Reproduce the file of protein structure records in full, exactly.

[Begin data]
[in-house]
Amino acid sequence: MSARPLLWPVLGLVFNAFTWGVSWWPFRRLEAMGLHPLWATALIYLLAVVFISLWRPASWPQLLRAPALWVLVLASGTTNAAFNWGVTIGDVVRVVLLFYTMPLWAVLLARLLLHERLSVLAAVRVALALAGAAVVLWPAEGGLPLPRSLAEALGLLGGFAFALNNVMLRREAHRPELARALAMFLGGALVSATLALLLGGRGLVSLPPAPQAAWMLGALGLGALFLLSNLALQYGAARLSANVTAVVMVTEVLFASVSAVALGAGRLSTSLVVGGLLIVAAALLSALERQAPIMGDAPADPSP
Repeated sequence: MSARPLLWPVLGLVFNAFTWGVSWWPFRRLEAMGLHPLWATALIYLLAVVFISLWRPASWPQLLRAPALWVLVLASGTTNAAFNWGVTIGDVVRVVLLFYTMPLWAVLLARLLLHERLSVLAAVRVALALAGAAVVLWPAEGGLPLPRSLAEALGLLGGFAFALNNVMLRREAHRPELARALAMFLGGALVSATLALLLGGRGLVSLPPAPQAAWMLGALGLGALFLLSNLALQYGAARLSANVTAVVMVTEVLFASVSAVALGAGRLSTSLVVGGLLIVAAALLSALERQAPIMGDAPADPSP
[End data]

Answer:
[in-house]
Amino acid sequence: MSARPLLWPVLGLVFNAFTWGVSWWPFRRLEAMGLHPLWATALIYLLAVVFISLWRPASWPQLLRAPALWVLVLASGTTNAAFNWGVTIGDVVRVVLLFYTMPLWAVLLARLLLHERLSVLAAVRVALALAGAAVVLWPAEGGLPLPRSLAEALGLLGGFAFALNNVMLRREAHRPELARALAMFLGGALVSATLALLLGGRGLVSLPPAPQAAWMLGALGLGALFLLSNLALQYGAARLSANVTAVVMVTEVLFASVSAVALGAGRLSTSLVVGGLLIVAAALLSALERQAPIMGDAPADPSP
Repeated sequence: MSARPLLWPVLGLVFNAFTWGVSWWPFRRLEAMGLHPLWATALIYLLAVVFISLWRPASWPQLLRAPALWVLVLASGTTNAAFNWGVTIGDVVRVVLLFYTMPLWAVLLARLLLHERLSVLAAVRVALALAGAAVVLWPAEGGLPLPRSLAEALGLLGGFAFALNNVMLRREAHRPELARALAMFLGGALVSATLALLLGGRGLVSLPPAPQAAWMLGALGLGALFLLSNLALQYGAARLSANVTAVVMVTEVLFASVSAVALGAGRLSTSLVVGGLLIVAAALLSALERQAPIMGDAPADPSP